Letter sizes don't seem to make much sense. Maybe they advance by a multiplier, but I haven't checked. And a few of them duplicate other sizes. Like A, same as a 15/64, and darn near 6mm.

And, since the metric system was second, it makes sense that it would be set up to avoid the peculiarities of the older systems.

If you think drills are weird, check out old forms of liquid measure. Drachms, Firkins, minims, hogsheads, etc.....and to think the English/Canadians came up with those odd things........



[This message has been edited by J Tiers (edited 02-10-2005).]

Ian B
02-10-2005, 11:26 PM
I recently bought a set of Chinese letter drills - there are 2,000 of them in the set...

Ian

MJMIKE
02-10-2005, 11:59 PM
Excuse my previous post, the subject was drill sizes and I was thinking screw sizes. I would delete the post if I knew how.

------------------
Mike

Excitable Boy
02-11-2005, 01:42 AM
<font face="Verdana, Arial" size="2">Originally posted by lynnl:
...and hockey. That's gotten real popular down here. http://bbs.homeshopmachinist.net//biggrin.gif http://bbs.homeshopmachinist.net//biggrin.gif</font>

Well, actually, not so much so this year it seems... http://bbs.homeshopmachinist.net//smile.gif

John

------------------
Pursue Excellence and the rest will follow.

Doc Nickel
02-11-2005, 01:54 AM
<font face="Verdana, Arial" size="2">Originally posted by Ian B:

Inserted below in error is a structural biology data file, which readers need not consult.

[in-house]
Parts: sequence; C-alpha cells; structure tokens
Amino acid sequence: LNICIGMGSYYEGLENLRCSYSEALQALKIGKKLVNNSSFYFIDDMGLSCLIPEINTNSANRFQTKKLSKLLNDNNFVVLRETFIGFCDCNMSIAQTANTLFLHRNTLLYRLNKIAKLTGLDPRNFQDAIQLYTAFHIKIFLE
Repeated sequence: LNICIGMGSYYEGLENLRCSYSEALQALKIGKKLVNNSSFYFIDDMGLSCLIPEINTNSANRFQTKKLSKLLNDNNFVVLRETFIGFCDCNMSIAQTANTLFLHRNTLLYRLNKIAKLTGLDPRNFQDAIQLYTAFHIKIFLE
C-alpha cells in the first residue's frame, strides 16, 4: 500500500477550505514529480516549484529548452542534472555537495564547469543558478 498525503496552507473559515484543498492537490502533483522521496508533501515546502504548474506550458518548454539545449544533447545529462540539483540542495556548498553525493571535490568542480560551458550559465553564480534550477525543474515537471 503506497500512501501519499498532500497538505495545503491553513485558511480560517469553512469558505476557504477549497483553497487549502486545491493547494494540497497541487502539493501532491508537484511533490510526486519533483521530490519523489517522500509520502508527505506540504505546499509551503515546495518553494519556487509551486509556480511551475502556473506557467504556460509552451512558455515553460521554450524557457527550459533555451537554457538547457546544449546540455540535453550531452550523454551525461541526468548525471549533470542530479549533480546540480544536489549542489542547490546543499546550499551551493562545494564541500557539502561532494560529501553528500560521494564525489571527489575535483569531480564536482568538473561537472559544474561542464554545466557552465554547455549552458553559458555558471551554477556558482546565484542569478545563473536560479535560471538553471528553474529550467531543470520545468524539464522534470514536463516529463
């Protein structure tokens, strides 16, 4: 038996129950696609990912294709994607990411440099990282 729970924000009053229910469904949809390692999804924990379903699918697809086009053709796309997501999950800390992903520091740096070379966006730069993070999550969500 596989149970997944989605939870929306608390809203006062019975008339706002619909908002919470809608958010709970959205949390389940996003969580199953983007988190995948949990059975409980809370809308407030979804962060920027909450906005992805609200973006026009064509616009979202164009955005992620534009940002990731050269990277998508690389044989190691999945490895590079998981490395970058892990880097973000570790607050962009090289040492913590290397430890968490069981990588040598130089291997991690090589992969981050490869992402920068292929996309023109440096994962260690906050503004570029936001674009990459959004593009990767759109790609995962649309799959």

I recently bought a set of Chinese letter drills - there are 2,000 of them in the set...

Ian</font>

-Yeah, but you have to combine two or more to get the size you want.

Doc.

madman
02-11-2005, 02:14 AM
Its EH AND ONLY EH EH GOT THAT. EH

Allan Waterfall
02-11-2005, 04:25 AM
Deleted

[This message has been edited by Allan Waterfall (edited 02-11-2005).]

mklotz
02-11-2005, 11:26 AM
Canadian self-congratulation, slang and dumb sports
Somebody with an unquenchable urge to talk about numbered screws in answer
to a question about drills
Feeble attempts at humor

Sheesh! Maybe I should start a ho(c)key thread and see if it degenerates into
a discussion of letter drills.

Regards, Marv

Home Shop Freeware - Tools for People Who Build Things
http://www.geocities.com/mklotz.geo

Allan Waterfall
02-11-2005, 11:48 AM
Marv,

Perhaps the letter drills correspond better to tapping drill sizes,I know a lot of old model engineering plans call for holes drilled with letter drills.